Although demands placed on buildings are changing at a screaming pace, human values remain fairly constant. The lesson to be learned in design is FLEXIBILITY. Projects can be obsolete long before they are worn-out.
Our design process has 5 distinct parts:
.....Assembling the design team
.....Problem seeking (the programming phase)
.....Post Occupancy Evaluation
Our clients are the key players while the design professionals are the facilitators. It is the Client’s part of the design team that drives issues of cost, quantity, and quality and, in the end, determines the success of the project. We seek a dynamic team that can:
.....focus on results,
.....build upon individual strengths,
.....effectively make objective AND subjective decisions.
During the design phase, organizational relationships are established and systems are defined. This phase is the foundation of scope, quality, and budget. It is both parametric and reiterative as each concept response must be tested in light of the overall solution. Good programming effort minimizes the need for frequent client questioning. The whole team already knows where the design is going and what is to be accomplished.
When Schematic Design Documents are well defined and Design Team input is virtually complete, we begin the Construction Documents phase. Construction Documents are the specific instructions for building the facility and include the drawings and the Project Manual which clearly identify all project requirements and contain:
.....Notices and Instructions
.....General and Supplementary Conditions
.....Project Summary, Alternates, and Allowances
.....Definitions and Standards
.....Requirements for Schedules, Reports, and Payments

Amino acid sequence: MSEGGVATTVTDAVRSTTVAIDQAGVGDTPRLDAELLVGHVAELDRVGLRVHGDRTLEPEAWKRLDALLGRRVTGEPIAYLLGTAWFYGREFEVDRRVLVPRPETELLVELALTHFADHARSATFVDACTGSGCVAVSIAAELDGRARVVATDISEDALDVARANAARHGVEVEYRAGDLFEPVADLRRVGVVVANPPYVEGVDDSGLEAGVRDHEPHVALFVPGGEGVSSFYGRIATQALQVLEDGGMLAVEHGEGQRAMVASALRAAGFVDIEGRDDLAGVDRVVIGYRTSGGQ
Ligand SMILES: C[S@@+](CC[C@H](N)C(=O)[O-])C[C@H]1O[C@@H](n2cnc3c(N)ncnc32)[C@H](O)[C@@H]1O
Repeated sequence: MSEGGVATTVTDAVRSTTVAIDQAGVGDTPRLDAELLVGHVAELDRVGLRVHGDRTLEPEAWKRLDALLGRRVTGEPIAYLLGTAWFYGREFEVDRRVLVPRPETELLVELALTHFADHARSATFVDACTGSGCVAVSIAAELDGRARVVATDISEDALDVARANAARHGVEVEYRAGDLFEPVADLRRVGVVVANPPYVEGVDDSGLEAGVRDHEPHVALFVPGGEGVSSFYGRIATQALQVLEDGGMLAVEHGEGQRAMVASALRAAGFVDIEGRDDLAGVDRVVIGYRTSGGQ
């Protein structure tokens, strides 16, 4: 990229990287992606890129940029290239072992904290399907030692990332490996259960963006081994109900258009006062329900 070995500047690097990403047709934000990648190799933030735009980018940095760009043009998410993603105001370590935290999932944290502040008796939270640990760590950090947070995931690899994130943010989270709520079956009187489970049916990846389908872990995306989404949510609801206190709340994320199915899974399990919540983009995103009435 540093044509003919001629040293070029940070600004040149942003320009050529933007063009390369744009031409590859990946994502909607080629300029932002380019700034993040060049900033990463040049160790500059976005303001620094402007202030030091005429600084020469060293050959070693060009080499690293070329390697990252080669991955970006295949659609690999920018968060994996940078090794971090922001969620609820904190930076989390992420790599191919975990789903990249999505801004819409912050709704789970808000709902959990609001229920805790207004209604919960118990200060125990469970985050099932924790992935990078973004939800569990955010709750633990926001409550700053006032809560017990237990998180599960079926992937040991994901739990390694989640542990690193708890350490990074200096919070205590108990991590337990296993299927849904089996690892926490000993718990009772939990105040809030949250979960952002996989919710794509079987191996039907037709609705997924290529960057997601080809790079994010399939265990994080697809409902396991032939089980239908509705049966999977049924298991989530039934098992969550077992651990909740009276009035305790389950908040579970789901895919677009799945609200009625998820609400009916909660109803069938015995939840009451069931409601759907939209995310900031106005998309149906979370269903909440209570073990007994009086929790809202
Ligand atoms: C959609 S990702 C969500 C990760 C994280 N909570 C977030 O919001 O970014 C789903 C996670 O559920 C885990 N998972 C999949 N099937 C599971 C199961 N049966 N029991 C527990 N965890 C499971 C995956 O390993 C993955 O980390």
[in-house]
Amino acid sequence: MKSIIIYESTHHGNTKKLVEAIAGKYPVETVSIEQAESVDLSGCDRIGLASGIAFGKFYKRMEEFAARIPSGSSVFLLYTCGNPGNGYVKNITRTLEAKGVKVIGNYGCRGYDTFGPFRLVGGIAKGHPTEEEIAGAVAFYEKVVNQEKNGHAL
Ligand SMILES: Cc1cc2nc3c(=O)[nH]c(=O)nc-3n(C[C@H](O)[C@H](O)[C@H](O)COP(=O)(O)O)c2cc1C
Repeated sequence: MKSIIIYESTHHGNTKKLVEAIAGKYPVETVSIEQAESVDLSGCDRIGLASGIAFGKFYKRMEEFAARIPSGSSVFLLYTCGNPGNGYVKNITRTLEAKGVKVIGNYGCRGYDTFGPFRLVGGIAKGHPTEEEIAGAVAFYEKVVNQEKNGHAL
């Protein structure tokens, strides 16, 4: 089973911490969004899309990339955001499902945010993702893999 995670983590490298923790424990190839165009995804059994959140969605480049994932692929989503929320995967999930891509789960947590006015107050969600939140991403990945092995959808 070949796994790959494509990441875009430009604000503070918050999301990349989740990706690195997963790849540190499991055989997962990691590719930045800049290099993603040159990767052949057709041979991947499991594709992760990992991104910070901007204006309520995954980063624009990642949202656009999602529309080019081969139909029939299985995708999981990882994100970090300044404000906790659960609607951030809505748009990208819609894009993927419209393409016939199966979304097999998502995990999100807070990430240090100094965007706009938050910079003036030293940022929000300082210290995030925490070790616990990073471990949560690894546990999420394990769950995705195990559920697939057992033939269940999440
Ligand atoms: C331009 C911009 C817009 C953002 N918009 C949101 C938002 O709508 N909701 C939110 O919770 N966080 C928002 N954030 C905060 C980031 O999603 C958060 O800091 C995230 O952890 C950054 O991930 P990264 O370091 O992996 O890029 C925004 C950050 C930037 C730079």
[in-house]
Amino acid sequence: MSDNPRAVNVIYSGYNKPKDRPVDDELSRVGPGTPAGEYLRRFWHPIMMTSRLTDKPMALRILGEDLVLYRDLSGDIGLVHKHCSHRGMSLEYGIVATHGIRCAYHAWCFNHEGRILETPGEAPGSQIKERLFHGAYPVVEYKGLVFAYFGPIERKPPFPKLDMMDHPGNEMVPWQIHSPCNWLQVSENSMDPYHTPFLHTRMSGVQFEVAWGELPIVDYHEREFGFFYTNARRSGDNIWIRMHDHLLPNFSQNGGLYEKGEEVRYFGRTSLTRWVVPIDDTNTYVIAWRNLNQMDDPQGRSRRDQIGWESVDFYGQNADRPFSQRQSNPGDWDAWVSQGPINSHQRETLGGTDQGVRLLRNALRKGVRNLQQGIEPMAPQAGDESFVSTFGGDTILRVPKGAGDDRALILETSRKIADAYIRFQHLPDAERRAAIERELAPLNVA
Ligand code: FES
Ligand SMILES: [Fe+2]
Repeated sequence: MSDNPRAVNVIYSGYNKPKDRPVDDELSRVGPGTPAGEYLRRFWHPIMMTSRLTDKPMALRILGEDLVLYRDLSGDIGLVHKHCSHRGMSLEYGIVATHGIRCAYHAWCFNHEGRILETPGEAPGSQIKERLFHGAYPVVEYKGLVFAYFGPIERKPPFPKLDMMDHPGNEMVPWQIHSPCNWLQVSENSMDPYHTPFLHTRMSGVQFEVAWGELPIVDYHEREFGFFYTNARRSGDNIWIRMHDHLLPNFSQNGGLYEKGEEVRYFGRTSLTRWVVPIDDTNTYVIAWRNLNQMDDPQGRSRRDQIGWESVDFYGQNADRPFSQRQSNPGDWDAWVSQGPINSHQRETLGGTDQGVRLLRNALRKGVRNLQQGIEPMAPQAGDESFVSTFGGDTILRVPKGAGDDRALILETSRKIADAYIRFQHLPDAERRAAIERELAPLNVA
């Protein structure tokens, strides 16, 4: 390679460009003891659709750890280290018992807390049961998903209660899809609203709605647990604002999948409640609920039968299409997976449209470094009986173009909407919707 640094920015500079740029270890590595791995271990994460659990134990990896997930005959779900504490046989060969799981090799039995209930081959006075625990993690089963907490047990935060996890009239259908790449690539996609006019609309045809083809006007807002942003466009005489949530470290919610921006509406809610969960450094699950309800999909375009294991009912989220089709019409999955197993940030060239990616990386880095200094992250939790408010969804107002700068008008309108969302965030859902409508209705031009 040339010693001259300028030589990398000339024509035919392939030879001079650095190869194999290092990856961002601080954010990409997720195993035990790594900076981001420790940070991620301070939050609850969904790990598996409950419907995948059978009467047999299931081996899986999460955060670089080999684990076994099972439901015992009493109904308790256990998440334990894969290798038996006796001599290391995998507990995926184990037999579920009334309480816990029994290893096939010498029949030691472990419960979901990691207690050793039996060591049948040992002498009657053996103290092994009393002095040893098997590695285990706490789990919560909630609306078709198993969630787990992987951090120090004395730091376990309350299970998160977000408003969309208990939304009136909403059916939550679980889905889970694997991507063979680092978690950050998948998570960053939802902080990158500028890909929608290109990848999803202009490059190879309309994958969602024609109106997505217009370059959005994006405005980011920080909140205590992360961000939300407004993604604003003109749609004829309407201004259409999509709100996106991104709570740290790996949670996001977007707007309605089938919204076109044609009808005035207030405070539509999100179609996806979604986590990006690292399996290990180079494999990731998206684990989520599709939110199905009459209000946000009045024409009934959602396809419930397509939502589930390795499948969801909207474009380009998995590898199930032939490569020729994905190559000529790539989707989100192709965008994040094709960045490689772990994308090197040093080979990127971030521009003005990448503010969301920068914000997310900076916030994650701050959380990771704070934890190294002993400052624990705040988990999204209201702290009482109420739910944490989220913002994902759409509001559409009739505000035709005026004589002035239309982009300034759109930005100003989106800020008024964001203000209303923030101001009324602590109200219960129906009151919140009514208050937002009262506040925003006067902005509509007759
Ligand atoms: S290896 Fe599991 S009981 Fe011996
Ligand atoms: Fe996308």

.....Procedures and Controls
.....Policy for Products and Substitutions
.....Information regarding Project Closeout
Our final phase is critical to OUR continued success. Virtually every building is a one-of-a-kind prototype, even though it may have major similarities to others, and we believe there is always room for improvement. What can we do to make our solutions better? First, we need useable feedback on how we have done in the past.
About one year after occupancy, we go back to the facility and do several things. One task is the warranty inspection. Just like your car, you need to service your building just prior to the end of the warranty period.
We also look for tell-tale indications of user’s adaptation of the space to suit their needs. If there are signs taped on the walls telling people where to go, we know that the users are confused and we want to know why. If maintenance is not good; why not? Is there something about the building that is discouraging it? What is showing signs of wear? What is holding up well? This feedback is an important tool in our continued improvement and, over years, has identified several elements that create a better experience for users, economies in construction, and savings in life-cycle building costs.